U.S. flag

An official website of the United States government, Department of Justice.

Model Programs Guide Literature Review: Arts-Based Programs and Arts Therapies for At-Risk, Justice-Involved, and Traumatized Youths

NCJ Number
Date Published
May 2021
11 pages

This literature review discusses research on arts-based programs and arts therapies for at-risk youths, justice-involved youths, and traumatized youths.


This updated literature review discusses research on arts-based programs and arts therapies, noting that programs are considered arts-based if at least one of the main components was an arts-related activity or if there was a deliberate use of arts in the program to encourage a change in behavior. The arts-based programs and therapies category includes standalone, arts-based interventions and programs incorporating the arts in combination with other approaches such as mentoring. The review concentrates on three populations: at-risk youths, defined as having risk factors that have been shown to increase their likelihood of engaging in problem behaviors; justice-involved youths, defined as those who are currently involved in the juvenile justice system; and traumatized youths, defined as those who are considered traumatized based on their personal experiences. The literature review excludes resources on arts-based or arts education programs that are aimed at the general youth population. The literature review finds that while available research has identified generally positive relationships between arts participation and social-emotional skills among children and youths, it suffers from methodological limitations including small examples and lack of comparison groups. The document states that research on the impact of the arts-specific components is lacking and, as a result, the effects of those programs on youth outcomes is unknown. The document suggests that future studies should explore what the optimal conditions are for the arts to directly affect the behavior of at-risk, justice-involved, and traumatized youths; and notes that in order to address this methodological gap, future studies should aim to overcome selection effects that plague much arts-based research, and—when possible—conduct longitudinal analyses.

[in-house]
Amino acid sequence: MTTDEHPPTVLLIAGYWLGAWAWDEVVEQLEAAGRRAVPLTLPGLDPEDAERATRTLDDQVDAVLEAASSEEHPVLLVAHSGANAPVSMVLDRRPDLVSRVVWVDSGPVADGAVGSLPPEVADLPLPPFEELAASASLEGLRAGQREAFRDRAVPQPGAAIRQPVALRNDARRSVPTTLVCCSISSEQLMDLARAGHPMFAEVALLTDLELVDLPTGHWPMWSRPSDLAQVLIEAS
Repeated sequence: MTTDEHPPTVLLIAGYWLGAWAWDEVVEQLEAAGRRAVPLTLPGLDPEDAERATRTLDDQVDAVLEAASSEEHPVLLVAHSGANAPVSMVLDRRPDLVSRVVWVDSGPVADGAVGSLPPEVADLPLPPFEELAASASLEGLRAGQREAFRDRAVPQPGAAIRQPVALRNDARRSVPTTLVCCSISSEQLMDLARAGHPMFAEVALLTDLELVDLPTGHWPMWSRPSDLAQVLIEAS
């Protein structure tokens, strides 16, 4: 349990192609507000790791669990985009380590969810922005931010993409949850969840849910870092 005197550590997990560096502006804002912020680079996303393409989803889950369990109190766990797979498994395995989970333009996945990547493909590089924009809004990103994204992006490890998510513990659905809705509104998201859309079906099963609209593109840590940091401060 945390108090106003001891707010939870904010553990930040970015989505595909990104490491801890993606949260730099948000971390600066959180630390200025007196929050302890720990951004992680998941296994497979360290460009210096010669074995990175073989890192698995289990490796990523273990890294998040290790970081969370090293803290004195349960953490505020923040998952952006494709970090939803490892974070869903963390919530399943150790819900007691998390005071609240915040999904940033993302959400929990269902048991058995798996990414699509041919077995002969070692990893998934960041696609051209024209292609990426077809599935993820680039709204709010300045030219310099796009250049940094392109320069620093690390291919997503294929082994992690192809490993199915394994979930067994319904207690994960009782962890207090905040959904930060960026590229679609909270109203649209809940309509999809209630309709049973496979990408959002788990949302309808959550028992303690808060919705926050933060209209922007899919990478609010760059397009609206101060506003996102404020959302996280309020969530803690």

Date Published: May 1, 2021